Contributor: Erika Wargo. Lesson ID: 12533
Is there an easier way to write 67-23/1000, or sixty-seven and twenty-three one-thousandths? Oh, yes! Make it a point to learn how to write and read numbers using decimal notation, up to thousandths!
Jackson’s bag of candy weighed 1.15 pounds. How do you read the amount of candy Jackson had as a decimal number? We think Jackson should share his candy with you if you get it right!
A decimal number is a number that contains a decimal point (.).
Numbers after the decimal point have a different value from the numbers before the decimal point. Each place value position has a specific value. Take some time to review place value of whole numbers and decimals with a video, Math Antics - Decimal Place Value. As you watch the video (below), write down the answers to the following questions:
Discuss the questions with a parent or teacher after you watch Math Antics - Decimal Place Value:
Decimal numbers are used to write large and small numbers. Digits to the left of a decimal point show whole numbers, often greater than one. Digits to the right of a decimal point show numbers less than one. The decimal point goes in between the ones place and the tenths place. When reading a decimal number, the word "and" is usually used to indicate the location of the decimal point.
Notice that the place values to the right of the decimal point are written with a “ths” at the end of the word. The decimal places to the right of the decimal are the fraction part of the number. Decimals can be thought of as a fraction where the denominator is a number such as 10, 100, or 1000.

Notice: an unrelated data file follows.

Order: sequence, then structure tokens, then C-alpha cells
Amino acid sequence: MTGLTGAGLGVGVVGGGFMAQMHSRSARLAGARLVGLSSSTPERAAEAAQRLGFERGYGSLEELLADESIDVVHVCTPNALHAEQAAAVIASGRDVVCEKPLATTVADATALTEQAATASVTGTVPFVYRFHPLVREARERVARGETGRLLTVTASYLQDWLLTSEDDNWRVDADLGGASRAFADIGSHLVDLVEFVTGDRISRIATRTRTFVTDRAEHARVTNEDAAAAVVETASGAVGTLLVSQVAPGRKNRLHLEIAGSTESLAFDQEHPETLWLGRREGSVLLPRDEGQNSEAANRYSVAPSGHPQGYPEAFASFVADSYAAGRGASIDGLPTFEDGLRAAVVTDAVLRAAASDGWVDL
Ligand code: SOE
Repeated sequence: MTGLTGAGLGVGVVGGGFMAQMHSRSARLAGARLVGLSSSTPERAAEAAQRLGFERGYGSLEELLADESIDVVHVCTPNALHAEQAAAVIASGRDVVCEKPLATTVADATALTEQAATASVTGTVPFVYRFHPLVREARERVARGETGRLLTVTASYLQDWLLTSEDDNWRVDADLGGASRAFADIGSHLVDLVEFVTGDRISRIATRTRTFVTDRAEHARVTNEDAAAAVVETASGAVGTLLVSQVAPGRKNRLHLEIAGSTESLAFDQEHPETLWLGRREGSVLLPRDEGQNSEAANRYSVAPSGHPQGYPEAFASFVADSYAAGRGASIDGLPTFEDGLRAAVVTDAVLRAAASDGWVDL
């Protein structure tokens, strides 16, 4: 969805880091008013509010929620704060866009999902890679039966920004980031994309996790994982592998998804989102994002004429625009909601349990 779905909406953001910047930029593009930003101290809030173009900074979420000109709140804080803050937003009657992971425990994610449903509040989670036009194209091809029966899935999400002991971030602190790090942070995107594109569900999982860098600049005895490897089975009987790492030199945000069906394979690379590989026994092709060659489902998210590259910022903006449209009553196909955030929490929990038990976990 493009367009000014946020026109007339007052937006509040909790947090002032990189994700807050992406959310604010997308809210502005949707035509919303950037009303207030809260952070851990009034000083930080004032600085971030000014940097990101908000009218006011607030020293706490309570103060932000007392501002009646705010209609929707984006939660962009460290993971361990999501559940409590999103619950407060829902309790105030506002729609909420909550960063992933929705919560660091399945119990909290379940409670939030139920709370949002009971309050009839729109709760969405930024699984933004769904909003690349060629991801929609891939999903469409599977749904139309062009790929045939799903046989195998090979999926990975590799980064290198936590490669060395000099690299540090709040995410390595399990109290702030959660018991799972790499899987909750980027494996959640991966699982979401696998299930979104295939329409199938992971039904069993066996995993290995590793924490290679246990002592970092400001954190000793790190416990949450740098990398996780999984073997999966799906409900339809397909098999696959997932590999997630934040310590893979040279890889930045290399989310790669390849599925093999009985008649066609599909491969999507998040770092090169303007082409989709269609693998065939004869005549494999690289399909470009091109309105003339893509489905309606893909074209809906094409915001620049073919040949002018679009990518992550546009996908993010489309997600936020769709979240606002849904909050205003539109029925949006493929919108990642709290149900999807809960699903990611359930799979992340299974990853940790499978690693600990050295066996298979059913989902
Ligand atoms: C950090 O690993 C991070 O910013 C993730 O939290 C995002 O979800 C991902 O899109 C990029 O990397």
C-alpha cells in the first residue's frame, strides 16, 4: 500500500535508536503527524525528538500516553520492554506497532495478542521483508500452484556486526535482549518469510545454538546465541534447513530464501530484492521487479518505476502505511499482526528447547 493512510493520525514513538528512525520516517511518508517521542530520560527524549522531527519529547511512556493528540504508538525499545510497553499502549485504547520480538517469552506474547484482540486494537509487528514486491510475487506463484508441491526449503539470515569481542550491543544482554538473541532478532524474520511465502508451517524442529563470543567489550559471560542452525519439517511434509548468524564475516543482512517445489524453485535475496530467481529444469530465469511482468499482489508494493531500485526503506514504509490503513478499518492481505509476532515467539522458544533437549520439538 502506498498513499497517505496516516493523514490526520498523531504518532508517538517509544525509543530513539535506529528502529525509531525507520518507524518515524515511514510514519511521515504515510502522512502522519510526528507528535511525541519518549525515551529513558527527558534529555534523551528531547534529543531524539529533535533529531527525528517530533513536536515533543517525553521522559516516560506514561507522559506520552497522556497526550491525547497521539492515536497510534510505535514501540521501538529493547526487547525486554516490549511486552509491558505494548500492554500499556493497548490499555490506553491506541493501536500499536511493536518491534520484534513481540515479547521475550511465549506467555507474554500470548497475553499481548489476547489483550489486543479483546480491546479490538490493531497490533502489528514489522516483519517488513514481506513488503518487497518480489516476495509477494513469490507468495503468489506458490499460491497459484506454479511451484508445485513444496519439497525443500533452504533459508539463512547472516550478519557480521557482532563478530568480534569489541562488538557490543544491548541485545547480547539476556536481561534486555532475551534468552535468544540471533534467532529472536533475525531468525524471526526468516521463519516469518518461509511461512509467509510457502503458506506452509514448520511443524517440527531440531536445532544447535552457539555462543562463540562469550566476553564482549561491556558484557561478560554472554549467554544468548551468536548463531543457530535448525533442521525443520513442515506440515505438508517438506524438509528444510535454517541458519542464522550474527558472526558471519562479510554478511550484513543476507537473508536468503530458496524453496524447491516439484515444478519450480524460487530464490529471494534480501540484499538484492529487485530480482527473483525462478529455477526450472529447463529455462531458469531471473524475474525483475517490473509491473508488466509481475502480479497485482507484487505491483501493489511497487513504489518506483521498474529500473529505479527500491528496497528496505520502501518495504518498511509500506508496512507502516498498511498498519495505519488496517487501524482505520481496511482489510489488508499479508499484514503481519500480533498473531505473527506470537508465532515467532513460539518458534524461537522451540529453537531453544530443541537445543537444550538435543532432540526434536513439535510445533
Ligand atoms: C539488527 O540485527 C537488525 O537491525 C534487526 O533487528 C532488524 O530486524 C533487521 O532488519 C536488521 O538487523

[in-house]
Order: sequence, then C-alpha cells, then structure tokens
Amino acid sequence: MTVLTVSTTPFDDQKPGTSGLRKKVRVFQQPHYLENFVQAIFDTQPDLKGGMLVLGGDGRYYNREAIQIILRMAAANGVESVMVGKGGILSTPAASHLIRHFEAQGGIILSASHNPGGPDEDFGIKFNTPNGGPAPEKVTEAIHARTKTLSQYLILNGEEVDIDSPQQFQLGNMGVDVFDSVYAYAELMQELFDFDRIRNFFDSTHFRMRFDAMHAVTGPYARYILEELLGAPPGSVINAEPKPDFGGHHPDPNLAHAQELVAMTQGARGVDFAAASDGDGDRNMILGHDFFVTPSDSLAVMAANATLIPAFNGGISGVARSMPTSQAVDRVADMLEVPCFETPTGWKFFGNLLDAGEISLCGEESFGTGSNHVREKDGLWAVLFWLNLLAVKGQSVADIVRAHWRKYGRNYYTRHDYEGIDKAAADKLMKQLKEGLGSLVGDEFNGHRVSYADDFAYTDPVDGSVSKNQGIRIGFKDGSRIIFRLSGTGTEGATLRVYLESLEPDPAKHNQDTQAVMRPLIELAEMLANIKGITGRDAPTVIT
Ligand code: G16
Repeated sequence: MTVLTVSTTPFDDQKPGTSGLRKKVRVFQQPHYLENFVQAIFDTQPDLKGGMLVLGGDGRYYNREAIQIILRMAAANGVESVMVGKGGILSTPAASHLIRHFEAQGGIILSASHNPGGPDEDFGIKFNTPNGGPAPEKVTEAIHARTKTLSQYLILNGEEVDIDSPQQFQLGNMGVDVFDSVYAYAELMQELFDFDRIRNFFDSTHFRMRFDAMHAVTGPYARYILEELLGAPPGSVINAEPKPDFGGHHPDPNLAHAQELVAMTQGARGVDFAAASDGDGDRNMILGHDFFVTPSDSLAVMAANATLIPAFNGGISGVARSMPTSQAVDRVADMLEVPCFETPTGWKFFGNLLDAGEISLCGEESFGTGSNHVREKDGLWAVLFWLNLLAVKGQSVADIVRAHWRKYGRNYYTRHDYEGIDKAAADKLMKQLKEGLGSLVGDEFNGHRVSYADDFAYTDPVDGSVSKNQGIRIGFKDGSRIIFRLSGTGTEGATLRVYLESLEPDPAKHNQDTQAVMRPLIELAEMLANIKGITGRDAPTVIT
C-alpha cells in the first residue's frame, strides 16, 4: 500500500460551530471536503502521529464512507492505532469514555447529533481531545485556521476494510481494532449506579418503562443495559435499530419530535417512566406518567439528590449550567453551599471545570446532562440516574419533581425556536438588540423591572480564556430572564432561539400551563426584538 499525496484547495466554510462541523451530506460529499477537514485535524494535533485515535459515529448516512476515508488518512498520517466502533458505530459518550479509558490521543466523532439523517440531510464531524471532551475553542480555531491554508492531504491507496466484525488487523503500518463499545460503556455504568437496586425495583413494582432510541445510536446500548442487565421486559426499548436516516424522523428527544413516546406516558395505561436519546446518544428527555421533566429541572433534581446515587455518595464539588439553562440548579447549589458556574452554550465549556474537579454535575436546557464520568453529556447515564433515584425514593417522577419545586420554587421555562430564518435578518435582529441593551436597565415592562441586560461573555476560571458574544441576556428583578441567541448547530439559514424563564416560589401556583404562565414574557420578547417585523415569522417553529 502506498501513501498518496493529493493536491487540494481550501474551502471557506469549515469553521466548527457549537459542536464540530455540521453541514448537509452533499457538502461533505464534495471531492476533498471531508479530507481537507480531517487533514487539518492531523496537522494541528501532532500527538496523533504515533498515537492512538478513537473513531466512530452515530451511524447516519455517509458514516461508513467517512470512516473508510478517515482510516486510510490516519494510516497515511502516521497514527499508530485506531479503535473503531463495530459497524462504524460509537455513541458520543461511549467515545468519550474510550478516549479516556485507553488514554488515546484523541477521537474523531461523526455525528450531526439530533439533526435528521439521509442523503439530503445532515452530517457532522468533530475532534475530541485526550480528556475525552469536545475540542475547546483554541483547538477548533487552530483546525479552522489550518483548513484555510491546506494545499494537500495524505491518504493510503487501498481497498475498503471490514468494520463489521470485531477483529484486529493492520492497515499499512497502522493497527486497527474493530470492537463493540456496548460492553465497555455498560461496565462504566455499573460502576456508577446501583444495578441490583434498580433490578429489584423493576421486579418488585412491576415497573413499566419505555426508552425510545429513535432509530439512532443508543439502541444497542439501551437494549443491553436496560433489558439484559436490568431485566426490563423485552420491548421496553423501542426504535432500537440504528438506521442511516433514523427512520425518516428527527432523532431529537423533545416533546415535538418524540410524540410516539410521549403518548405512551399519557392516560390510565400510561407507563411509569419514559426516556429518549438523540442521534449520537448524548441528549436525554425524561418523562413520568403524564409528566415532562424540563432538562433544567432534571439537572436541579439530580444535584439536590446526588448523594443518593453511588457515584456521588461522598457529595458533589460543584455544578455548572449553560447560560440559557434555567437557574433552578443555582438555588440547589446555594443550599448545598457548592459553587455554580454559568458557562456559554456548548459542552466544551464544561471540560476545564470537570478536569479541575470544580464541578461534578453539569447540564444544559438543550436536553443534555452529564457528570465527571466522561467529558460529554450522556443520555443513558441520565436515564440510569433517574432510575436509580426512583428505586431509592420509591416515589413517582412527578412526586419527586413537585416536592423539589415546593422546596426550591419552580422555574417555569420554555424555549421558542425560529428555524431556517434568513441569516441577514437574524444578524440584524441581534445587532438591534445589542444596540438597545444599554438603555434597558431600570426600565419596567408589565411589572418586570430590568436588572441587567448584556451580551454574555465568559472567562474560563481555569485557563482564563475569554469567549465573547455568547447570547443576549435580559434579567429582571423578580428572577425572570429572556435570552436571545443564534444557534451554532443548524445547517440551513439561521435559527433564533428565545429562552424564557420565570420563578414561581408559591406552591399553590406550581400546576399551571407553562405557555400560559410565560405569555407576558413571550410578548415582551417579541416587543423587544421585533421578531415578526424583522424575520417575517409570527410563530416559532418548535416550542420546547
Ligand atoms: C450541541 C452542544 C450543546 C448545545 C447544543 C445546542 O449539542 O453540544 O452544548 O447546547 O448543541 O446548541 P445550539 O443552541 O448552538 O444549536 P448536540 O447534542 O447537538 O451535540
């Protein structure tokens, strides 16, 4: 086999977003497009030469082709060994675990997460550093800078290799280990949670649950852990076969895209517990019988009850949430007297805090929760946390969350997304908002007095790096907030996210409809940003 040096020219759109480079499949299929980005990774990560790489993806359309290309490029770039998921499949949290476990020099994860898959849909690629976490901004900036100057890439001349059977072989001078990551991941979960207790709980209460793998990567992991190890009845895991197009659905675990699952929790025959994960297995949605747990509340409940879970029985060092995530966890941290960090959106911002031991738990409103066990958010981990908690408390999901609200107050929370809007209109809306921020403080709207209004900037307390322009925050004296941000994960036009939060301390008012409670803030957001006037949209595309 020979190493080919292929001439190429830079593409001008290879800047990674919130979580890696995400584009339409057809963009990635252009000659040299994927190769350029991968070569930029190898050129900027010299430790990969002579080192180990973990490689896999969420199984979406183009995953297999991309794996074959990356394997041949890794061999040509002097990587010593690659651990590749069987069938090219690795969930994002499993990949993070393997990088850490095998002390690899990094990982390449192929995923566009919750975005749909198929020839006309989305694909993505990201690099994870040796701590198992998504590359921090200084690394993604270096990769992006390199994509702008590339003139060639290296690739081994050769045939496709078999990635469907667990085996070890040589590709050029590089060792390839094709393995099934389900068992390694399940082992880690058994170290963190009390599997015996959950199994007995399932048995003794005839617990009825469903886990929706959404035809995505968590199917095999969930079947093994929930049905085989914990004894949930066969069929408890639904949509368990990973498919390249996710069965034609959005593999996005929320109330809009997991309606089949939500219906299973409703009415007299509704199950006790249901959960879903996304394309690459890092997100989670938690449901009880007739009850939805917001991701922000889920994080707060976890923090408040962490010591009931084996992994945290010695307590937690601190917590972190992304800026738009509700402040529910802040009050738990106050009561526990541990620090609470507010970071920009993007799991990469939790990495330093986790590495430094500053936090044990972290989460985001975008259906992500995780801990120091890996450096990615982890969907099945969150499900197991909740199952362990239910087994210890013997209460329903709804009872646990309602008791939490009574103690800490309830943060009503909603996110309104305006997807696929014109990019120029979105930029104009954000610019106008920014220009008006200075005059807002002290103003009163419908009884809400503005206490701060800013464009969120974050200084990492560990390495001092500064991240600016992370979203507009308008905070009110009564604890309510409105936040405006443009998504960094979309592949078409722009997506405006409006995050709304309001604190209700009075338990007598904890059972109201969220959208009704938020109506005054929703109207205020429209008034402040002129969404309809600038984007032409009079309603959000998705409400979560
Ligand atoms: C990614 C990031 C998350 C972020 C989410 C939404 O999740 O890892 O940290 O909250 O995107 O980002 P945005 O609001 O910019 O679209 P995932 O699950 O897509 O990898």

thousands 1,000 |
hundreds 100 |
tens 10 |
ones 1 |
decimal point |
tenths ^{1}/_{10} |
hundredths ^{1}/_{100} |
thousandths ^{1}/_{1000} |
. |
Example In the number 16.875, name the digit in each place value spot using the place value chart.
thousands 1,000 |
hundreds 100 |
tens 10 |
ones 1 |
decimal point |
tenths ^{1}/_{10} |
hundredths ^{1}/_{100} |
thousandths ^{1}/_{1000} |
1 | 6 | . | 8 | 7 | 5 |
Example Take a look at the problem from the beginning of the lesson:
Jackson’s bag of candy weighed 1.15 pounds. How do you read the amount of candy Jackson had as a decimal number?
thousands 1,000 |
hundreds 100 |
tens 10 |
ones 1 |
decimal point |
tenths ^{1}/_{10} |
hundredths ^{1}/_{100} |
thousandths ^{1}/_{1000} |
1 | . | 1 | 5 |
When reading a decimal number:
1.15 is read as one and fifteen hundredths.
Discuss with a parent or teacher:
In the Got It? section, you will practice place value with interactive games.
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